Spring 2014 - SCE 4360 Science: Middle and Secondary School. Florida Atlantic University College of Education. Instructor: Dr. Ronald C. Persin University of Pittsburgh, B.S. Duquesne University, M. Ed. Florida Atlantic University, Ed.D.
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Spring 2014 - SCE 4360
Science: Middle and Secondary School
Florida Atlantic UniversityCollege of Education
Instructor: Dr. Ronald C. Persin
University of Pittsburgh, B.S.
Duquesne University, M. Ed.
Florida Atlantic University, Ed.D.
Phone : 561-251-1479 Email: firstname.lastname@example.org
(Office Hours by Appointment)
(Supplies: lined paper, pens, pencils)
How to Set-up Your 3-Ring Binder(Section Dividers) SyllabusClassnotesHandoutsInquiry ActivitiesAssignmentsReading Questions
Behavior and properties of the elements in nature.
Relationship between humans and their surroundings.
Study of living things (plants & animals).
Study of matter and energy.
Structure of the Earth and its place in the Universe.
Does the color of food or drinks affect whether or not we choose them?
Does music have an affect on plant growth?
Which kind of material is best for magnetic shielding?
Which paper towel brand is the strongest?
What is the best way to keep an ice cube from melting?
Can background noise levels affect how well we concentrate?
Do cellphone batteries charge at a uniform rate?
What is the best way to keep cut flowers fresh the longest?
Does the color of light used on plants affect how well they grow?
Which candle color burns fastest?
The Scientific Method
Created in 1795 by the French Academy of Science to unify existing systems.
Original meter was one ten-millionth of the distance from North Pole to Equator along Prime Meridian.
In the early1900’s this was changed to a certain number of wavelengths of light from Kr-86. (605.78 nm)
Prefix SymbolPower Example
milli m 10-3milligram
(Examples of each? Think Metric!)
Ex: What is the average thickness of a sheet of paper?
The 7 Basic MKS SI Units
Système International (French)
1. Meter - length
2. Kilogram - mass
3. Second - time
4. Kelvin - temperature
Other units are derived (area, speed, density, force, energy, …)
Also, MKS vs CGS
5. Ampere - electric current
6. Candela - luminous intensity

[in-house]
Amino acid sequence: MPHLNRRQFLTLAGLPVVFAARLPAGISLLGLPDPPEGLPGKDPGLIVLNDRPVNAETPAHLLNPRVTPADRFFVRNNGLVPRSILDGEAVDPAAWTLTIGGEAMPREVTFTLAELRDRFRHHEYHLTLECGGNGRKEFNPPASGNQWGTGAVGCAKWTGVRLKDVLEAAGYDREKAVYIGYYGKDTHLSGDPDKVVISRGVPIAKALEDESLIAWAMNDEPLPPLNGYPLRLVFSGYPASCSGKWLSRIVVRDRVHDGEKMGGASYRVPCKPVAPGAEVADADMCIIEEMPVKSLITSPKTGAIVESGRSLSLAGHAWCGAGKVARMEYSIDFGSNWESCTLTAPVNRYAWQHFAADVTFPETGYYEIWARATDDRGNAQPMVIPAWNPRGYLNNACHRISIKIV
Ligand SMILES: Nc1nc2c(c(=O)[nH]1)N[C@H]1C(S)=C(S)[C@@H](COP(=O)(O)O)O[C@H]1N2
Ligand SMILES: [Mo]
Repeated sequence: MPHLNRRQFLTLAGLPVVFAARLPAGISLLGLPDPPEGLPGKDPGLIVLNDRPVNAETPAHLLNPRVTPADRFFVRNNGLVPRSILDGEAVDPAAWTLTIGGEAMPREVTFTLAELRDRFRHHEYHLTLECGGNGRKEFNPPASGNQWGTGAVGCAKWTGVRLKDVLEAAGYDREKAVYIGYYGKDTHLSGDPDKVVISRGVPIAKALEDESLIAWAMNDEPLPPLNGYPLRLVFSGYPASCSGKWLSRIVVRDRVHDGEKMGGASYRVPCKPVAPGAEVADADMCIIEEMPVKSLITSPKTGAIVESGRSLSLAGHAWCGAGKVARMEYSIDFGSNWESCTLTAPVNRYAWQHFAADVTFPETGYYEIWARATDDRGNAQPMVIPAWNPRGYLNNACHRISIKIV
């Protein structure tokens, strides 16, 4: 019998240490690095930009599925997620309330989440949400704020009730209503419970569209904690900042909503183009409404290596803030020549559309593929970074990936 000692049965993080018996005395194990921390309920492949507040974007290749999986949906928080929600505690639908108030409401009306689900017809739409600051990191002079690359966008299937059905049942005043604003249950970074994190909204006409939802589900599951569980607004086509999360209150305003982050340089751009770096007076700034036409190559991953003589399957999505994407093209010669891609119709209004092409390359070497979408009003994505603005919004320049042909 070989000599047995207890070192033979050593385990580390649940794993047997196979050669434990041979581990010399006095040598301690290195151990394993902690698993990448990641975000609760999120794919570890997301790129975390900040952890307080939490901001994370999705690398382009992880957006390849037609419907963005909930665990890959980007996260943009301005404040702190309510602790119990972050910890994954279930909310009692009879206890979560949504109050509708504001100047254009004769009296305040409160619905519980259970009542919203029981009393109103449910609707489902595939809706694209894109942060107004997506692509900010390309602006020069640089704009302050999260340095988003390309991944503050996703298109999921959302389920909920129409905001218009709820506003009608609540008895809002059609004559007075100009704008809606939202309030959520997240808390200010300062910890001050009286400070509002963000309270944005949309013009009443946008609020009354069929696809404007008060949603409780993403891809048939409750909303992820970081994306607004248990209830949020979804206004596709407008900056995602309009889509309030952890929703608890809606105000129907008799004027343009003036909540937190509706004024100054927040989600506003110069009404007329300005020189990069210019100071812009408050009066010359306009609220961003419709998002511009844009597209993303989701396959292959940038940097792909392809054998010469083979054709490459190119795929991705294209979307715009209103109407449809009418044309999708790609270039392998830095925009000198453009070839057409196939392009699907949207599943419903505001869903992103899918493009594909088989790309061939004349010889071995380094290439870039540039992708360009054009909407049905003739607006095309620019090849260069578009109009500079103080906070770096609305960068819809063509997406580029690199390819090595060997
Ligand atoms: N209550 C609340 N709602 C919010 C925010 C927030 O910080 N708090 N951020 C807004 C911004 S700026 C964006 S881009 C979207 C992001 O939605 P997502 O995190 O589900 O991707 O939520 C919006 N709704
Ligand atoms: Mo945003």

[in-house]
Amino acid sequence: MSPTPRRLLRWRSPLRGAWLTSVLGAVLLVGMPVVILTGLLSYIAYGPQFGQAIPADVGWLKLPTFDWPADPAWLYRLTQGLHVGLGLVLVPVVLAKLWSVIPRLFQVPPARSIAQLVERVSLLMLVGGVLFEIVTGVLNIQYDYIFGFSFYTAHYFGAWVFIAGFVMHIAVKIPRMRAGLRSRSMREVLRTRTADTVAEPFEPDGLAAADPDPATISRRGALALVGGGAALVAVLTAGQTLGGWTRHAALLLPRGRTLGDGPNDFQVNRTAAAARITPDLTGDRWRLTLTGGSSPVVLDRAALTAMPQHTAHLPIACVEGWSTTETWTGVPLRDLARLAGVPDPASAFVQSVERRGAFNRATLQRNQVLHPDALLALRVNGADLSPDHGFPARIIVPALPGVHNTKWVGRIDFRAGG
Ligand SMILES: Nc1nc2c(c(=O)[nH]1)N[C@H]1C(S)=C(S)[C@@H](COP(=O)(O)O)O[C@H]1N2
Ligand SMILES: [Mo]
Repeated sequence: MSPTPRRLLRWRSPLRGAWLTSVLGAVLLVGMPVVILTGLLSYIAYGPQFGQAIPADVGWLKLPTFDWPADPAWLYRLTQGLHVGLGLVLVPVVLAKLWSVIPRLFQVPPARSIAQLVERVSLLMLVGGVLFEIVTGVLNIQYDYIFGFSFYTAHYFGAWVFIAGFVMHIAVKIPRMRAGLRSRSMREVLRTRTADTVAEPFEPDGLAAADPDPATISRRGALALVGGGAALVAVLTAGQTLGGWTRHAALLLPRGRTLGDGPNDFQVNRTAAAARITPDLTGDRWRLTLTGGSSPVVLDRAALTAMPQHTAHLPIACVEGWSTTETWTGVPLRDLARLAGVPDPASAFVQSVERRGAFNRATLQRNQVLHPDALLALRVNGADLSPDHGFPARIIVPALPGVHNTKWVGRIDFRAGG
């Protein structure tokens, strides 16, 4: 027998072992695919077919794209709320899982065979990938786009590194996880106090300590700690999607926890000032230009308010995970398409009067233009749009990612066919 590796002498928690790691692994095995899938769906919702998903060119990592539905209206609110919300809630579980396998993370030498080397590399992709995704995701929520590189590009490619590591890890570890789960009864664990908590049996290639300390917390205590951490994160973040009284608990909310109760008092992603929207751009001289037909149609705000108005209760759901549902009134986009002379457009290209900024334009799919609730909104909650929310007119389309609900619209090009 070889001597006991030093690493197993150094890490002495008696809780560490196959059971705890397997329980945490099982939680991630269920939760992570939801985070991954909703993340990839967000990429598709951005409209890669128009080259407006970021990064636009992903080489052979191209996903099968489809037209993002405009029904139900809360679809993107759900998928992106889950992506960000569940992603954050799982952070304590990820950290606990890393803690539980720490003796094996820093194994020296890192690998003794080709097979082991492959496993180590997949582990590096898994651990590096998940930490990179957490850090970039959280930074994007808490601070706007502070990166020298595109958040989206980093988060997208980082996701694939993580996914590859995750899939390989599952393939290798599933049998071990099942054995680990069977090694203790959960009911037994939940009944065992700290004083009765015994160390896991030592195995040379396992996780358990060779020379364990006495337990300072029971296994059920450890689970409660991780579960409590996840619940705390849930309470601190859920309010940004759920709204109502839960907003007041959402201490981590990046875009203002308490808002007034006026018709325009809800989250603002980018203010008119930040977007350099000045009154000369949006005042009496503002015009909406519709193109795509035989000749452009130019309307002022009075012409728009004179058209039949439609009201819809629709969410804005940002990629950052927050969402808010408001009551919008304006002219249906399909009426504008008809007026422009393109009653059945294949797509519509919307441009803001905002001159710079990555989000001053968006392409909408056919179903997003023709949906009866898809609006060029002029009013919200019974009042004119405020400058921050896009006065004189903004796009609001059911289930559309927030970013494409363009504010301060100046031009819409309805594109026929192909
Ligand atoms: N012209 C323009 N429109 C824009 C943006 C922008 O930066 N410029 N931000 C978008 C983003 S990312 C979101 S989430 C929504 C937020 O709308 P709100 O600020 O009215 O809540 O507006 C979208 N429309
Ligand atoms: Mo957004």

7. Mole - amount of substance
Recent Major Developments in Science
Science is the study of the natural world in order to understand it.(NSES, 1996.)Branches: Biology, Chemistry, Earth & Space, Environmental, Mathematics, Physics, Social, and Computer Science.
Science vs. Technology
Technology is the application science to the natural world according to human wants and needs. (ITEA, 2000)
Apps: Organ cultures, Synthroid, Voyager 2, Sustainability, Data mining, Nuclear power, Crowd sourcing, and Apps.
Given with magnitude (size or amount) only
(Name a few more. Can be arithmetically combined.)
Given with magnitude and direction
(All shown with an Arrow. Can be combined with Algebra, Geometry, Trig, and Calculus.)
Using processes to alter/change the natural world, such as
Practical Problem Solving
Ex. Cartesian diver – Rene Descartes (1596-1650)
Whether A Field is a Science is Based on 6 Criteria
Can you think of any fields that aren’t sciences?
Keeping Science Explanations Simple
Occam's razor is the principle that “entities must not be multiplied beyond necessity”, ie., the simplest explanation is usually the correct one.
Attributed to William of Ockham, 14th-century British mathematician/theologian.
From Einstein "Everything should
be kept as simple as possible, but
Ex. – Crop Circles (made by UFO’s/aliens or people?)
The Nature of Inquiry (NGSS, NRC, NSTA)
Ex. What is the average speed
of a falling object?
1. Asking Questions and Defining Problems. 2. Developing and Using Models.
3. Planning and Carrying out Investigations.4. Analyzing and Interpreting Data.
5. Use Math, Information/Computer Tech., Computational Thinking.6. Constructing Explanations and Designing Solutions.
7. Engaging in Argument from Evidence.8. Obtaining, Evaluating, and Communicating Information.
Goals of 21st century science teachers:
Help students see science as a way of thinking and investigating as well as an accumulated body of knowledge.
Link science with student’s lives outside school.
Science lessons built from a small number of simple concepts.
Ex. Inertia before Newton’s
Laws of Motion, an Apple
How to Represent Knowledge (from the text):
Mnemonics (pronounced "ne-mon'-ics") is the art of assisting the memory by using a system of artificial aids - rhymes, rules, phrases.
Help to recall names, dates, facts, and figures.
1. To remember processes that define living things: MRS GREN.
Kids Prefer Cheese Over Fried Green Spinach.
i before e, except after c
Alpha, Bravo, Charlie, …
The principal is our pal.
Every Good Boy Does Fine.
Used to write numbers in compact form
1. Move the decimal to show a value in the range of 1 to 10
2. Include the metric prefix to indicate the number of decimal places moved
= ____ Mm
1. Proper expression of measured and calculated values. (NGSS Standard)
2. Results must not have more significant digits than the least precise value.
Ex. Find the area 16.2 cm
A = _____
(more examples, Earth/Moon data, Speed of Light, …)
1. Metric toMetric
Powers of 10, move decimal point
Ex. 1 kg = ____ g
2. English to Metric
Use conversion factors, then
a. Proportion method Ex. 1.00 in. = 2.54 cm. 12.0 in. = ___ cm.
b. Unit cancellation method Ex. 25.0 mi/hr= ____ m/s.
Problem Solving (5 steps)
What is given?
Identify the unknown
Write the formula relating unknown to known
Solve the formula for the unknown
Substitute-in the known data and simplify